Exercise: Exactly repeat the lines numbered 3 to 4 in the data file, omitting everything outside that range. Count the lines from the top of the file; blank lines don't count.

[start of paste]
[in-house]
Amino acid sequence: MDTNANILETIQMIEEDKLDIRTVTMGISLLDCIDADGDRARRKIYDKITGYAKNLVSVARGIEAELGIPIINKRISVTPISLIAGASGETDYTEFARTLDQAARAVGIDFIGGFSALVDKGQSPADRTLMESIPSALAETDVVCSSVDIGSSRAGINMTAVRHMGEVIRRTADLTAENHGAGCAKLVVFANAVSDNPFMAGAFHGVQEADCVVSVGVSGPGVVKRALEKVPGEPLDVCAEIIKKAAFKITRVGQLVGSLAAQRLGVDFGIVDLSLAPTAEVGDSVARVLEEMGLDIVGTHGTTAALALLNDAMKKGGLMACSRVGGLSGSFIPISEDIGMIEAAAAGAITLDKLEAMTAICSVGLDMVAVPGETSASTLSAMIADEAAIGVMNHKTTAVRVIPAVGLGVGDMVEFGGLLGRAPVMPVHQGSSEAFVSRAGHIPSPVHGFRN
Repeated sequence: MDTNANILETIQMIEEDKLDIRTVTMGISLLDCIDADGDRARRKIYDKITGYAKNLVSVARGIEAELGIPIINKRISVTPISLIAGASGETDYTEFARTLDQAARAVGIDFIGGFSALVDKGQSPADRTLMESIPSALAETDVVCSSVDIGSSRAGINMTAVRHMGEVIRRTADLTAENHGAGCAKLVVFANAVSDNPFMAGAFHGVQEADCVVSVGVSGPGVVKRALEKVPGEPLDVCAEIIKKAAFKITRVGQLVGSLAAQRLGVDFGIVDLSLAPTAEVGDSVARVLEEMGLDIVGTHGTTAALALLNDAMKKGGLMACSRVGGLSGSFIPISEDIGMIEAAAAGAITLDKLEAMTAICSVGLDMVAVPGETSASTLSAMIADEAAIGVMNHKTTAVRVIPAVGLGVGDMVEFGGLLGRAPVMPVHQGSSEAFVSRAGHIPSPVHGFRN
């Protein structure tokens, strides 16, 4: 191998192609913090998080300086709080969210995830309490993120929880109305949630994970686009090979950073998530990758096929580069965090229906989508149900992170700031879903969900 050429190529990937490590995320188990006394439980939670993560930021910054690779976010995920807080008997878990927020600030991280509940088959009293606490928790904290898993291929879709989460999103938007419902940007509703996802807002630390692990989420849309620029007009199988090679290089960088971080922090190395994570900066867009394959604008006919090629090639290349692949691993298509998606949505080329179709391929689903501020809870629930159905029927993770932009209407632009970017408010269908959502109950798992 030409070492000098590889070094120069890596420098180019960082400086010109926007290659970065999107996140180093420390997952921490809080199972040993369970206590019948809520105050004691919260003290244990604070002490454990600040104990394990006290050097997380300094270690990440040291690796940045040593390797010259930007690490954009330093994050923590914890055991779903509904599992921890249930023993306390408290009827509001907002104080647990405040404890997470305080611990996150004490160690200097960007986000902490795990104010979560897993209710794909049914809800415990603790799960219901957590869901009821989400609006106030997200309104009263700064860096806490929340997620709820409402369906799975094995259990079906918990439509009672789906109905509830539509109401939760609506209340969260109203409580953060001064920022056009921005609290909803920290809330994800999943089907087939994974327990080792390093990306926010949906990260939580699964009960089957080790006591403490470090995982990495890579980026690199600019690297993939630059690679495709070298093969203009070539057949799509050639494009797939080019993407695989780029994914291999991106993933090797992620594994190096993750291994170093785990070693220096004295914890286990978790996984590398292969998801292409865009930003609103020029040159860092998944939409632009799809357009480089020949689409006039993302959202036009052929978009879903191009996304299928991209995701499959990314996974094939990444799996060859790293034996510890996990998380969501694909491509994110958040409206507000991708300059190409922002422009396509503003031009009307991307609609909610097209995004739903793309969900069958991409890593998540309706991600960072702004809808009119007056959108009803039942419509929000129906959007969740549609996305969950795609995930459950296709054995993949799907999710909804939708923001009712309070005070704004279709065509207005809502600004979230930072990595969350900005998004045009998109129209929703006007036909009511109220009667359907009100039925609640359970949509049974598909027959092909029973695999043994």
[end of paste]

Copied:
Repeated sequence: MDTNANILETIQMIEEDKLDIRTVTMGISLLDCIDADGDRARRKIYDKITGYAKNLVSVARGIEAELGIPIINKRISVTPISLIAGASGETDYTEFARTLDQAARAVGIDFIGGFSALVDKGQSPADRTLMESIPSALAETDVVCSSVDIGSSRAGINMTAVRHMGEVIRRTADLTAENHGAGCAKLVVFANAVSDNPFMAGAFHGVQEADCVVSVGVSGPGVVKRALEKVPGEPLDVCAEIIKKAAFKITRVGQLVGSLAAQRLGVDFGIVDLSLAPTAEVGDSVARVLEEMGLDIVGTHGTTAALALLNDAMKKGGLMACSRVGGLSGSFIPISEDIGMIEAAAAGAITLDKLEAMTAICSVGLDMVAVPGETSASTLSAMIADEAAIGVMNHKTTAVRVIPAVGLGVGDMVEFGGLLGRAPVMPVHQGSSEAFVSRAGHIPSPVHGFRN
């Protein structure tokens, strides 16, 4: 191998192609913090998080300086709080969210995830309490993120929880109305949630994970686009090979950073998530990758096929580069965090229906989508149900992170700031879903969900 050429190529990937490590995320188990006394439980939670993560930021910054690779976010995920807080008997878990927020600030991280509940088959009293606490928790904290898993291929879709989460999103938007419902940007509703996802807002630390692990989420849309620029007009199988090679290089960088971080922090190395994570900066867009394959604008006919090629090639290349692949691993298509998606949505080329179709391929689903501020809870629930159905029927993770932009209407632009970017408010269908959502109950798992 030409070492000098590889070094120069890596420098180019960082400086010109926007290659970065999107996140180093420390997952921490809080199972040993369970206590019948809520105050004691919260003290244990604070002490454990600040104990394990006290050097997380300094270690990440040291690796940045040593390797010259930007690490954009330093994050923590914890055991779903509904599992921890249930023993306390408290009827509001907002104080647990405040404890997470305080611990996150004490160690200097960007986000902490795990104010979560897993209710794909049914809800415990603790799960219901957590869901009821989400609006106030997200309104009263700064860096806490929340997620709820409402369906799975094995259990079906918990439509009672789906109905509830539509109401939760609506209340969260109203409580953060001064920022056009921005609290909803920290809330994800999943089907087939994974327990080792390093990306926010949906990260939580699964009960089957080790006591403490470090995982990495890579980026690199600019690297993939630059690679495709070298093969203009070539057949799509050639494009797939080019993407695989780029994914291999991106993933090797992620594994190096993750291994170093785990070693220096004295914890286990978790996984590398292969998801292409865009930003609103020029040159860092998944939409632009799809357009480089020949689409006039993302959202036009052929978009879903191009996304299928991209995701499959990314996974094939990444799996060859790293034996510890996990998380969501694909491509994110958040409206507000991708300059190409922002422009396509503003031009009307991307609609909610097209995004739903793309969900069958991409890593998540309706991600960072702004809808009119007056959108009803039942419509929000129906959007969740549609996305969950795609995930459950296709054995993949799907999710909804939708923001009712309070005070704004279709065509207005809502600004979230930072990595969350900005998004045009998109129209929703006007036909009511109220009667359907009100039925609640359970949509049974598909027959092909029973695999043994």